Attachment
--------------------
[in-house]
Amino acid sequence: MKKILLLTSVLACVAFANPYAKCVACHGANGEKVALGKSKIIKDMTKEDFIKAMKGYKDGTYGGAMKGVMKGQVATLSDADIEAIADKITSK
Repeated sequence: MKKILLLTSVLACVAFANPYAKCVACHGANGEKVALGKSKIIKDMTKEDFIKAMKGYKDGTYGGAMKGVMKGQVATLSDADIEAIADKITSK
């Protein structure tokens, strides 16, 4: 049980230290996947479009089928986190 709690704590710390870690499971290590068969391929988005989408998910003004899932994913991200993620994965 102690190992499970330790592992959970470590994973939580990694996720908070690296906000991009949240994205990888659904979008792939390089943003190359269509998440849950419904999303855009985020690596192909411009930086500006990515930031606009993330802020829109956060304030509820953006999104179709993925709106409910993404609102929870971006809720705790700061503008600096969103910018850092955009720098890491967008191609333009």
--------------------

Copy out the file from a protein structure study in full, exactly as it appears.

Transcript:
[in-house]
Amino acid sequence: MKKILLLTSVLACVAFANPYAKCVACHGANGEKVALGKSKIIKDMTKEDFIKAMKGYKDGTYGGAMKGVMKGQVATLSDADIEAIADKITSK
Repeated sequence: MKKILLLTSVLACVAFANPYAKCVACHGANGEKVALGKSKIIKDMTKEDFIKAMKGYKDGTYGGAMKGVMKGQVATLSDADIEAIADKITSK
């Protein structure tokens, strides 16, 4: 049980230290996947479009089928986190 709690704590710390870690499971290590068969391929988005989408998910003004899932994913991200993620994965 102690190992499970330790592992959970470590994973939580990694996720908070690296906000991009949240994205990888659904979008792939390089943003190359269509998440849950419904999303855009985020690596192909411009930086500006990515930031606009993330802020829109956060304030509820953006999104179709993925709106409910993404609102929870971006809720705790700061503008600096969103910018850092955009720098890491967008191609333009």